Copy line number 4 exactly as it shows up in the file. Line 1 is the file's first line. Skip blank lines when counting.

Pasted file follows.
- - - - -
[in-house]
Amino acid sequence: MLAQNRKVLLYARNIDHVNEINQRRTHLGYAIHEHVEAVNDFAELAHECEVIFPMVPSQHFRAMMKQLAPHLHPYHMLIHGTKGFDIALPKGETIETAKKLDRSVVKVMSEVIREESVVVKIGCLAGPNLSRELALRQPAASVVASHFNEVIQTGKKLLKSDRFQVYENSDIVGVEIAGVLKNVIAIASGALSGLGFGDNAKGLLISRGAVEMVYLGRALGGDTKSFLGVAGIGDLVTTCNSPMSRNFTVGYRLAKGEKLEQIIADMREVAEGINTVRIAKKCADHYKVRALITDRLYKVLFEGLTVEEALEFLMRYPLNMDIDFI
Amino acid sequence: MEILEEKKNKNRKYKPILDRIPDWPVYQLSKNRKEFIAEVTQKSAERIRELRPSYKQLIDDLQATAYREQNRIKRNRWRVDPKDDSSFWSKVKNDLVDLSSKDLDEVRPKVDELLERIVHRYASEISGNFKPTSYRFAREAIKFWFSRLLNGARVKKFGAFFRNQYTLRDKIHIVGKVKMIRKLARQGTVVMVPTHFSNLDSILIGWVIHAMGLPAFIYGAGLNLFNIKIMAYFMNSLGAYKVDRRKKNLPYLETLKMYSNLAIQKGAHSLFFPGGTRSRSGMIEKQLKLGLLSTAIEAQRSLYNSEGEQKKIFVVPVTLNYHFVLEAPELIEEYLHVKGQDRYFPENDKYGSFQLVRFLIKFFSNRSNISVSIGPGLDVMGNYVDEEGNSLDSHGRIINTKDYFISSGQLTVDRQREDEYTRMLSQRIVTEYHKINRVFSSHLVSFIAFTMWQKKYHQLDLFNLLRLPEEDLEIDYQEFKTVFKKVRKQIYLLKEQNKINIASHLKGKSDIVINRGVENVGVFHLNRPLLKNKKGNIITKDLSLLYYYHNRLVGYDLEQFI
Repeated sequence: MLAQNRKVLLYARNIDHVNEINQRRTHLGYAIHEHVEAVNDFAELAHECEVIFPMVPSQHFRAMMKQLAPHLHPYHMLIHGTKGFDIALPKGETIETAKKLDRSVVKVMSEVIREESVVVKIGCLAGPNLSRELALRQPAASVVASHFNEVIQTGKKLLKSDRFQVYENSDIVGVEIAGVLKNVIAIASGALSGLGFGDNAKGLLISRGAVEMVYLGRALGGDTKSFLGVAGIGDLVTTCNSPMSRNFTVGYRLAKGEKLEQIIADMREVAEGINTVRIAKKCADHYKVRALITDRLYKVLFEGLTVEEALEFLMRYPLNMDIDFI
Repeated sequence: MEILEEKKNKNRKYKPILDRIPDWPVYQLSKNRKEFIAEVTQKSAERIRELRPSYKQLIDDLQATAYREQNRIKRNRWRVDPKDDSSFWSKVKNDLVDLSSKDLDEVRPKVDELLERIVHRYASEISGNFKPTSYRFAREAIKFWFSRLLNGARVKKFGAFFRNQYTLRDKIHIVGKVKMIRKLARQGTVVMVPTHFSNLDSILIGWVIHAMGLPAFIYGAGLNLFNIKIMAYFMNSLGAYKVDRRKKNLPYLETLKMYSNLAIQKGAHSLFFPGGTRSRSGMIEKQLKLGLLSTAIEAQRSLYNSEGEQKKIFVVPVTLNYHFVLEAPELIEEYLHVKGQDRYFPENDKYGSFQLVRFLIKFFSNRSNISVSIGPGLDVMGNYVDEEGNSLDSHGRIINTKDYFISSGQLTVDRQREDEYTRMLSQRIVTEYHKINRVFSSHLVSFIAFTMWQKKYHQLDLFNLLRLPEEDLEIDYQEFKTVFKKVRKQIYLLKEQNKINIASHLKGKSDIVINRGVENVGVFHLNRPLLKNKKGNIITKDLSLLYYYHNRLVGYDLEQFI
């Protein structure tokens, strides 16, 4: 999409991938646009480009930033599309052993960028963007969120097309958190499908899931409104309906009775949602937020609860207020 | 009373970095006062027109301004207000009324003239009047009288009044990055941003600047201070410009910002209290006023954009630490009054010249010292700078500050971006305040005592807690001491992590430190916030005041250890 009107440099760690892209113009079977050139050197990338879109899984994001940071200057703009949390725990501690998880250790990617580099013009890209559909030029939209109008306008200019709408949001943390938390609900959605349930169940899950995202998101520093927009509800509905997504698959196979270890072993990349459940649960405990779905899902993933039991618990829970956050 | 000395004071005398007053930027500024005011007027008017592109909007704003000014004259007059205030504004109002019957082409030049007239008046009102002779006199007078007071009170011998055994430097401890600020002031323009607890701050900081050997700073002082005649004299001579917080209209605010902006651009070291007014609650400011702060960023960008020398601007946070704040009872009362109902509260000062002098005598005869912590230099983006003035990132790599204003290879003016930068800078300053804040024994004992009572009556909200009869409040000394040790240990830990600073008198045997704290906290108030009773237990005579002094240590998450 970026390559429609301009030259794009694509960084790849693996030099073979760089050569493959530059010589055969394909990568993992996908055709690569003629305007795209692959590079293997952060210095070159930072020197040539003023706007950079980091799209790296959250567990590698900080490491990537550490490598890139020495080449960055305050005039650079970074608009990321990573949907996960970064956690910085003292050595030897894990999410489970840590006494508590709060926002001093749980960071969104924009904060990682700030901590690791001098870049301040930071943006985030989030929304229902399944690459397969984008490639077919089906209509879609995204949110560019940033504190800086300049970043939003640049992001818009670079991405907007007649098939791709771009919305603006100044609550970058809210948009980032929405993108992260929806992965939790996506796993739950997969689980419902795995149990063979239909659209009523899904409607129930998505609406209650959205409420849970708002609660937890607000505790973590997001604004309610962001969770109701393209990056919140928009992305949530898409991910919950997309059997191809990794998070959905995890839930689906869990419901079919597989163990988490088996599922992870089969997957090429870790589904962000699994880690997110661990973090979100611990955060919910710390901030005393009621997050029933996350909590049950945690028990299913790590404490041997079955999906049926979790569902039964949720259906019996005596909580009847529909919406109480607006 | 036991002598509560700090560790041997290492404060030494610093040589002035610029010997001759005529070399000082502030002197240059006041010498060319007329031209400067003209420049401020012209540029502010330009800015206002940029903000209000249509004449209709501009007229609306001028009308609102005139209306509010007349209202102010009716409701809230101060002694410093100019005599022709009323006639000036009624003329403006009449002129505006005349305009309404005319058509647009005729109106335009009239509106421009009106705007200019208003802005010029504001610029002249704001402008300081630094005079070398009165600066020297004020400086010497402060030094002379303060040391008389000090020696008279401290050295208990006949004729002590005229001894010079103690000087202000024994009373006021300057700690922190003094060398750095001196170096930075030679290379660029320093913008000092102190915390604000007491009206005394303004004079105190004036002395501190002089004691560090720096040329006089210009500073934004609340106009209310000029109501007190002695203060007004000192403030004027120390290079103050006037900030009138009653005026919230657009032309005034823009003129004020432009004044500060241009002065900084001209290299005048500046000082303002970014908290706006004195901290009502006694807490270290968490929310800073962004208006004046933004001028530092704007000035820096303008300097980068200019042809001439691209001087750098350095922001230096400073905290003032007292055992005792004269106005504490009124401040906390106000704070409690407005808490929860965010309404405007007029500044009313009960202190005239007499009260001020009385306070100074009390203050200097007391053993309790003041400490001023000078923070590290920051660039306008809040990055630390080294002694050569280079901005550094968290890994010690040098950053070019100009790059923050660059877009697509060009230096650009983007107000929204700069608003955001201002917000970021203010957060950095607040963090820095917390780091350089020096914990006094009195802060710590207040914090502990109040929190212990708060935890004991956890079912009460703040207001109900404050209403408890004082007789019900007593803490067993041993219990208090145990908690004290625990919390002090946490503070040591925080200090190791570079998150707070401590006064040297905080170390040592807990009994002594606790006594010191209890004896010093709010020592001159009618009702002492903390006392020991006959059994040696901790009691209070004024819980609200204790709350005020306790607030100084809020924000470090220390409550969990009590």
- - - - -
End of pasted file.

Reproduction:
Repeated sequence: MLAQNRKVLLYARNIDHVNEINQRRTHLGYAIHEHVEAVNDFAELAHECEVIFPMVPSQHFRAMMKQLAPHLHPYHMLIHGTKGFDIALPKGETIETAKKLDRSVVKVMSEVIREESVVVKIGCLAGPNLSRELALRQPAASVVASHFNEVIQTGKKLLKSDRFQVYENSDIVGVEIAGVLKNVIAIASGALSGLGFGDNAKGLLISRGAVEMVYLGRALGGDTKSFLGVAGIGDLVTTCNSPMSRNFTVGYRLAKGEKLEQIIADMREVAEGINTVRIAKKCADHYKVRALITDRLYKVLFEGLTVEEALEFLMRYPLNMDIDFI